Cholera - Boundaries - Town Officials
Description in 1830 - Pursuits - Cholera - Boundary Line in
New York Bay - Morris Canal Through - Hudson County Erected -
New Cemetery - Town Officials Chosen in 1855.
At this time farms were established and
flourishing. A fringe of farmhouses ran along the shore and a
few along the middle road Constable's Hook was Van Buskirk
property, and several farms were situated there. Terhune's grist
mill was situated at the Hook. Here the farmers in the
neighboring country took their grain to be ground. Frank Miller
kept a store at Bergen Point (now Avenue C and First Street).
His building was just east of the Latourette House. He kept
groceries, tobacco, etc. In the rear of his property, Berger, a
Frenchman, kept a cider press. Children on their way to school
would stop here and suck cider through a straw to their full
capacity. An apple orchard stood on both sides of the road at
that time. Hartman Vreeland's tavern was situated at about
Forty-ninth Street. There was no post office. The inhabitants
had to go or send to Jersey City for their mail. Abraham Van
Buskirk and Colonel Cadmus each kept a few slaves, and John Van
Buskirk, of the Hook, kept about a dozen. In these days, the
inhabitants gossiped about local affairs principally, for
outside news was scarce. When someone had been "in town" and
returned with a New York "Evening Post," that person was usually
surrounded by a group, eagerly listening as the news was read
aloud. Worship was held every Sabbath in the "new" Bergen Neck
Reformed Church on the Bergen Point Road, where the folks went
"to hear Minister Boyce preach."
Hon. Anthony H. Ryder describes the
inhabitants in Shaw's History of Hudson County as follows: "The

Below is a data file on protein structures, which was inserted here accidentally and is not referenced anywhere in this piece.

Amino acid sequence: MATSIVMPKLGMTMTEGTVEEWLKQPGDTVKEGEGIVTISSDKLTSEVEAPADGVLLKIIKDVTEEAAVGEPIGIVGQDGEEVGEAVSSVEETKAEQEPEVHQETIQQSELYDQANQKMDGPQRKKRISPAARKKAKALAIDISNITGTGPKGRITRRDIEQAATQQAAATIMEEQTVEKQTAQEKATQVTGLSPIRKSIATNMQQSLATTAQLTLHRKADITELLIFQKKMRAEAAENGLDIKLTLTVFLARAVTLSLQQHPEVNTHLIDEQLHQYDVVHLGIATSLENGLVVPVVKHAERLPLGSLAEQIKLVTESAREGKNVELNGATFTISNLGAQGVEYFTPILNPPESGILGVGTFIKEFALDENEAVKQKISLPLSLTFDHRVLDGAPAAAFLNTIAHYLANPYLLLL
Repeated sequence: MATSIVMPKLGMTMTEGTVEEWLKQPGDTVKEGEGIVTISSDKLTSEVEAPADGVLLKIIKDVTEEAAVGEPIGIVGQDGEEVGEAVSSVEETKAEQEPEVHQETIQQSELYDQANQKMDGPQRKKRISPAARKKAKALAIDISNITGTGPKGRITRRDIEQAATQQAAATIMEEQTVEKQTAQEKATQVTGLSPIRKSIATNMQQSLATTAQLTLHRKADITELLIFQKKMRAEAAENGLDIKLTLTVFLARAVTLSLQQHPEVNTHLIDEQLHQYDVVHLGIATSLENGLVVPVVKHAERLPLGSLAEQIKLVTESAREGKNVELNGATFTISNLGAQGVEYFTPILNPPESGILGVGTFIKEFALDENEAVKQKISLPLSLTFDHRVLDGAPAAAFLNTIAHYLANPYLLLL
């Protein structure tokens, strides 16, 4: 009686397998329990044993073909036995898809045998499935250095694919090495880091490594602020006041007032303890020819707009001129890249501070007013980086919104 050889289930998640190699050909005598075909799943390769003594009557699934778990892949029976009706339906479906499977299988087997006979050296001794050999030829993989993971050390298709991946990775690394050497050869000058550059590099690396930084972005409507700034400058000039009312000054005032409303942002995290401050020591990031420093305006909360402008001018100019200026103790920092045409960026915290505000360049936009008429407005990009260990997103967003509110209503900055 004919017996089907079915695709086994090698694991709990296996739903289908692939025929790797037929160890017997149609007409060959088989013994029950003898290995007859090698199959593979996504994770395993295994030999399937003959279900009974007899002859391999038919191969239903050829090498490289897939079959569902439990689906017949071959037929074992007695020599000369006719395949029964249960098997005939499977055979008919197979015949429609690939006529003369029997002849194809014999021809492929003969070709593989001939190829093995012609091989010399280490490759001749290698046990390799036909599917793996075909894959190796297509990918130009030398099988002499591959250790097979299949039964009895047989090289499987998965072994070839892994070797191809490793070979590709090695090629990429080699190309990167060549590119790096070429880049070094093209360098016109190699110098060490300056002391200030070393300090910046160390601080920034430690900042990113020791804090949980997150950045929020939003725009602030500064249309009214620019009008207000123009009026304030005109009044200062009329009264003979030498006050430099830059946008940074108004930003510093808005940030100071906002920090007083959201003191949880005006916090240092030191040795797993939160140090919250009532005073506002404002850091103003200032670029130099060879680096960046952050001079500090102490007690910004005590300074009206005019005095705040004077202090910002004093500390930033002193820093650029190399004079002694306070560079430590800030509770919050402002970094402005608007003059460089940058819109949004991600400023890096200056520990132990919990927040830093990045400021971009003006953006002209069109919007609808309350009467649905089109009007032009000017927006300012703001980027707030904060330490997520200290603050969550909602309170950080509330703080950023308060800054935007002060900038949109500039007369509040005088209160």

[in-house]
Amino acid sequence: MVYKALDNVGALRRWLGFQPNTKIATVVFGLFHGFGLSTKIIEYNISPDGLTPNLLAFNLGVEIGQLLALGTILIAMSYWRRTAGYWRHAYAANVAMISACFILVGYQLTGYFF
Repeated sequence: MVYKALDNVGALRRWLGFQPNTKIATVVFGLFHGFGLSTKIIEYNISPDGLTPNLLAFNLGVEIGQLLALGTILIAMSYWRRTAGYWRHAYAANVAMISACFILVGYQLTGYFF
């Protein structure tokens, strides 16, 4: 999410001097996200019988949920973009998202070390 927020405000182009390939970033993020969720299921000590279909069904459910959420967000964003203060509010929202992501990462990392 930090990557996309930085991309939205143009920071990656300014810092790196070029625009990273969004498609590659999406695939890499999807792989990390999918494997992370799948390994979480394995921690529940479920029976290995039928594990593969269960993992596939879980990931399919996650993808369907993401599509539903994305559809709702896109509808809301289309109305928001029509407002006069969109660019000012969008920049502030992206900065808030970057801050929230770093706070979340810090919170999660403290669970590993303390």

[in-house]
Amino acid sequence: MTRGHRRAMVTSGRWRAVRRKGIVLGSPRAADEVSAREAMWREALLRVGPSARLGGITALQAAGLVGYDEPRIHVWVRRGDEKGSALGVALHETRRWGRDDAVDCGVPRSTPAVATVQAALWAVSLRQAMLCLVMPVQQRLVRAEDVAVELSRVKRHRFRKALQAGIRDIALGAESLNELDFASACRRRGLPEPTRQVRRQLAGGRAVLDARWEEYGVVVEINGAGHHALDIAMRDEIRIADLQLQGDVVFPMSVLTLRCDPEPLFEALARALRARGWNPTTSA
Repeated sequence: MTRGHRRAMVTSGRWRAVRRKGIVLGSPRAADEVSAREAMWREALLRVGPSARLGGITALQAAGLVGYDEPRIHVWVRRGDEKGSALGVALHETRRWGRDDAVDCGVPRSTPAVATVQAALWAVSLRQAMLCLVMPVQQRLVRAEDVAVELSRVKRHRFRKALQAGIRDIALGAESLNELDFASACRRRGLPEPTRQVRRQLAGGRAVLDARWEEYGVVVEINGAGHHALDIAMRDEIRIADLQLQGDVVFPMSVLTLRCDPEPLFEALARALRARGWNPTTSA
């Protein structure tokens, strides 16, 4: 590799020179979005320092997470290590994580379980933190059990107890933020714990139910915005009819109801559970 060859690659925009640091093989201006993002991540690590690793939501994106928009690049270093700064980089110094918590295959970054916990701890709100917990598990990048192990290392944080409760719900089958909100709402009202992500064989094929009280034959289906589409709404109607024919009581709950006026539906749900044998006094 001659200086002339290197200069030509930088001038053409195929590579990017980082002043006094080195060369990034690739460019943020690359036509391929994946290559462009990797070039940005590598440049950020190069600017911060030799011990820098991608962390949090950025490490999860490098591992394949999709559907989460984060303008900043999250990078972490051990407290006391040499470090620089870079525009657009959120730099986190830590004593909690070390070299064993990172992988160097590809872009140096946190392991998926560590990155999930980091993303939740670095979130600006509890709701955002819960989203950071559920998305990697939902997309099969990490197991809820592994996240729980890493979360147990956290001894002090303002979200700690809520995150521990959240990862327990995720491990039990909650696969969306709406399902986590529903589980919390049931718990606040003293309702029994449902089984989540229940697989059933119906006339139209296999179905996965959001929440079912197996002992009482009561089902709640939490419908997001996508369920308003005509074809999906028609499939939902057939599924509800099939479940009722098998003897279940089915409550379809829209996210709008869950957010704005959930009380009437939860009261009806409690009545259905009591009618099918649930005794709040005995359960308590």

current of life ran evenly at the fireside. There sat the
venerable Bergener, silently puffing his pipe, looking into the
fire with half-shut eyes, meditating for hours together; the
good Vrouw, on the opposite side, would employ the time in
spinning yarn or knitting stockings.. . . In their quiet way,
the inhabitants are said to have followed their callings,
principally agriculture. Shad fisheries and the oyster grounds
furnished fields for busy enterprise and a profitable
They enjoyed life, too. Currie's Woods was the objective point
for picnics, and the good, old-fashioned Dutch descendants, with
their families, would participate in a day's rolicking. The
boys, upon growing up, would be sent out to learn a trade, but
evidently it was a hard matter in those days to keep an
apprentice to his work. Whether it was because of hard masters,
or stubborn dispositions on the part of the boys, it is
difficult to say. The following advertisement appeared in the
Newark "Daily Advertiser," Tuesday, February 28, 1837:
"One Cent Reward.
"Ran away from the subscriber on or
about the middle of August last an indented apprentice to the
Harness, Collar and Whip making business, named Joseph Smith.
Said apprentice is about 4 ft. 5 or 6 inches high, dark hair and
eyes, aged about 14 years. Whoever will return said apprentice
shall receive the above reward but no charges.
"Shugard & Macknet."
Another one that was published about the
same time reads: "One Cent Reward.
Ran away on the 21st inst. from the
employment of the Subscribers an Indented Apprentice to the Sash
and Blind making Business, named Wm. A. Perry. Said boy is about